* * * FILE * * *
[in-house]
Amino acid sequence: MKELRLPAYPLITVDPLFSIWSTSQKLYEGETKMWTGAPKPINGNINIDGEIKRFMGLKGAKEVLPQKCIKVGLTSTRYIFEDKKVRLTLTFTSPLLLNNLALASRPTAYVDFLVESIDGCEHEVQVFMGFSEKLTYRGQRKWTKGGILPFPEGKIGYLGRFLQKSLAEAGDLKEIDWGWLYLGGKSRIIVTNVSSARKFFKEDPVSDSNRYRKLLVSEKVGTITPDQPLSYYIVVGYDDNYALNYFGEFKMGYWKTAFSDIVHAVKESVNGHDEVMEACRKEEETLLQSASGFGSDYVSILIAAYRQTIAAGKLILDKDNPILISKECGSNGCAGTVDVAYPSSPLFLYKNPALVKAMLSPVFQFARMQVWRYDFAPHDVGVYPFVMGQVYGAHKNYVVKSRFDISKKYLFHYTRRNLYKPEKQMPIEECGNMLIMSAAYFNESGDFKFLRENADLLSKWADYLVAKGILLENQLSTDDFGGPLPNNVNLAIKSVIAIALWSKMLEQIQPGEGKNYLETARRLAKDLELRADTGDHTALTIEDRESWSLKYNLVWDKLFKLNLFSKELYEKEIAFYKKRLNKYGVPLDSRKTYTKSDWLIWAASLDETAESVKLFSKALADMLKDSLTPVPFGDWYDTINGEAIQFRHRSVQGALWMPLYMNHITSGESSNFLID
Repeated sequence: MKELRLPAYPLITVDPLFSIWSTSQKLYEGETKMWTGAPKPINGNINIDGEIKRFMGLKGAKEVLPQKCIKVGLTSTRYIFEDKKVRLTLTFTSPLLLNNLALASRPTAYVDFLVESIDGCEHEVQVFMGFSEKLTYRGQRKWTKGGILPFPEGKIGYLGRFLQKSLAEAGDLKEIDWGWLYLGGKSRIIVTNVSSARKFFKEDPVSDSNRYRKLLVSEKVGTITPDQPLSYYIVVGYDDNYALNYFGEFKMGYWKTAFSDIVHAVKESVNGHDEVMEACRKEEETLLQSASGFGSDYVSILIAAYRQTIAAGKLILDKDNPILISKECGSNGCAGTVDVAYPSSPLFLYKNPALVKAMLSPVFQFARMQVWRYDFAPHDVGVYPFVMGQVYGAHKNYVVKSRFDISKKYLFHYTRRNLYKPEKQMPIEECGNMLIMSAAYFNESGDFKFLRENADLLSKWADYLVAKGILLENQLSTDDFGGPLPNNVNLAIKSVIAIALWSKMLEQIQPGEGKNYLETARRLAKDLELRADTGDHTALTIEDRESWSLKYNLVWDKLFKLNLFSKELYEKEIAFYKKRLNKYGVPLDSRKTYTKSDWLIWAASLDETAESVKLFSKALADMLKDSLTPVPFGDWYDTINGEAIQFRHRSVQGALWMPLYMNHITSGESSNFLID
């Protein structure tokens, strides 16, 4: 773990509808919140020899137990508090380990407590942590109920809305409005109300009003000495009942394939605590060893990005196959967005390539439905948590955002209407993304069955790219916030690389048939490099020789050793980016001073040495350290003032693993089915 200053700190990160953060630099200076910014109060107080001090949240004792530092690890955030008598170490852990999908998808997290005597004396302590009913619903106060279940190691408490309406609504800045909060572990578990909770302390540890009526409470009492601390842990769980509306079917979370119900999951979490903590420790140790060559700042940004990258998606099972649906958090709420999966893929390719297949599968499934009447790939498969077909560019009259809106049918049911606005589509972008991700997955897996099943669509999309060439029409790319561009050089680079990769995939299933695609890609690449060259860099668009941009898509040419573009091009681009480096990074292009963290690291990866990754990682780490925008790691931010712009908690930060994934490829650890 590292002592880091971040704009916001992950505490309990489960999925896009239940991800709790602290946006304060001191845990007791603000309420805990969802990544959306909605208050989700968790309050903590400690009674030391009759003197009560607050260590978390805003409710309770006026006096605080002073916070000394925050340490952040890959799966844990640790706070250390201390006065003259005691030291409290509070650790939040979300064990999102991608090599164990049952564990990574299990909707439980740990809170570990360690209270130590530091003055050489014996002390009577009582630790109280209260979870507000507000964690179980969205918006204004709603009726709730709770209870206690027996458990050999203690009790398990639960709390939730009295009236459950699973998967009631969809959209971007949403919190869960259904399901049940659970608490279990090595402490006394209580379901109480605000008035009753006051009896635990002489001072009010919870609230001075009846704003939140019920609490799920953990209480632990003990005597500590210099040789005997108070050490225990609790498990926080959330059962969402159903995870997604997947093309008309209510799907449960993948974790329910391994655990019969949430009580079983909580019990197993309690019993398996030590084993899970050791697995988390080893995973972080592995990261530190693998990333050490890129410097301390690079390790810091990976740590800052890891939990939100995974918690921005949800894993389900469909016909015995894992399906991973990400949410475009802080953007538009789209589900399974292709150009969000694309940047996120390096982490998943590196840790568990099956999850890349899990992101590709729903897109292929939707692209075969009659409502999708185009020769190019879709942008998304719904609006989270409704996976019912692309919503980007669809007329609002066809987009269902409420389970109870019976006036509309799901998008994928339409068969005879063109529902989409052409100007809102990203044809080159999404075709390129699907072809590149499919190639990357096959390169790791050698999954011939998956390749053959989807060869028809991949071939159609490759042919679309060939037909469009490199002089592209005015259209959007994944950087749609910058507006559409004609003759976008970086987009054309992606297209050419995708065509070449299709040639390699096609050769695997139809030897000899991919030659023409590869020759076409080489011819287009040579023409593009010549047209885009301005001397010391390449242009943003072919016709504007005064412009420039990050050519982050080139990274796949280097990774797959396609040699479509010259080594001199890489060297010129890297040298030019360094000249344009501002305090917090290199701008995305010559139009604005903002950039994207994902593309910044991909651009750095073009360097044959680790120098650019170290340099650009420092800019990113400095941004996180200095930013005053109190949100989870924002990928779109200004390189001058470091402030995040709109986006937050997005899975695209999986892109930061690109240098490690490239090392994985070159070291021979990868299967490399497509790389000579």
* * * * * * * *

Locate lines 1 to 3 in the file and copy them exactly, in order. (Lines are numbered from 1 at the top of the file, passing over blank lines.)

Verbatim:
[in-house]
Amino acid sequence: MKELRLPAYPLITVDPLFSIWSTSQKLYEGETKMWTGAPKPINGNINIDGEIKRFMGLKGAKEVLPQKCIKVGLTSTRYIFEDKKVRLTLTFTSPLLLNNLALASRPTAYVDFLVESIDGCEHEVQVFMGFSEKLTYRGQRKWTKGGILPFPEGKIGYLGRFLQKSLAEAGDLKEIDWGWLYLGGKSRIIVTNVSSARKFFKEDPVSDSNRYRKLLVSEKVGTITPDQPLSYYIVVGYDDNYALNYFGEFKMGYWKTAFSDIVHAVKESVNGHDEVMEACRKEEETLLQSASGFGSDYVSILIAAYRQTIAAGKLILDKDNPILISKECGSNGCAGTVDVAYPSSPLFLYKNPALVKAMLSPVFQFARMQVWRYDFAPHDVGVYPFVMGQVYGAHKNYVVKSRFDISKKYLFHYTRRNLYKPEKQMPIEECGNMLIMSAAYFNESGDFKFLRENADLLSKWADYLVAKGILLENQLSTDDFGGPLPNNVNLAIKSVIAIALWSKMLEQIQPGEGKNYLETARRLAKDLELRADTGDHTALTIEDRESWSLKYNLVWDKLFKLNLFSKELYEKEIAFYKKRLNKYGVPLDSRKTYTKSDWLIWAASLDETAESVKLFSKALADMLKDSLTPVPFGDWYDTINGEAIQFRHRSVQGALWMPLYMNHITSGESSNFLID
Repeated sequence: MKELRLPAYPLITVDPLFSIWSTSQKLYEGETKMWTGAPKPINGNINIDGEIKRFMGLKGAKEVLPQKCIKVGLTSTRYIFEDKKVRLTLTFTSPLLLNNLALASRPTAYVDFLVESIDGCEHEVQVFMGFSEKLTYRGQRKWTKGGILPFPEGKIGYLGRFLQKSLAEAGDLKEIDWGWLYLGGKSRIIVTNVSSARKFFKEDPVSDSNRYRKLLVSEKVGTITPDQPLSYYIVVGYDDNYALNYFGEFKMGYWKTAFSDIVHAVKESVNGHDEVMEACRKEEETLLQSASGFGSDYVSILIAAYRQTIAAGKLILDKDNPILISKECGSNGCAGTVDVAYPSSPLFLYKNPALVKAMLSPVFQFARMQVWRYDFAPHDVGVYPFVMGQVYGAHKNYVVKSRFDISKKYLFHYTRRNLYKPEKQMPIEECGNMLIMSAAYFNESGDFKFLRENADLLSKWADYLVAKGILLENQLSTDDFGGPLPNNVNLAIKSVIAIALWSKMLEQIQPGEGKNYLETARRLAKDLELRADTGDHTALTIEDRESWSLKYNLVWDKLFKLNLFSKELYEKEIAFYKKRLNKYGVPLDSRKTYTKSDWLIWAASLDETAESVKLFSKALADMLKDSLTPVPFGDWYDTINGEAIQFRHRSVQGALWMPLYMNHITSGESSNFLID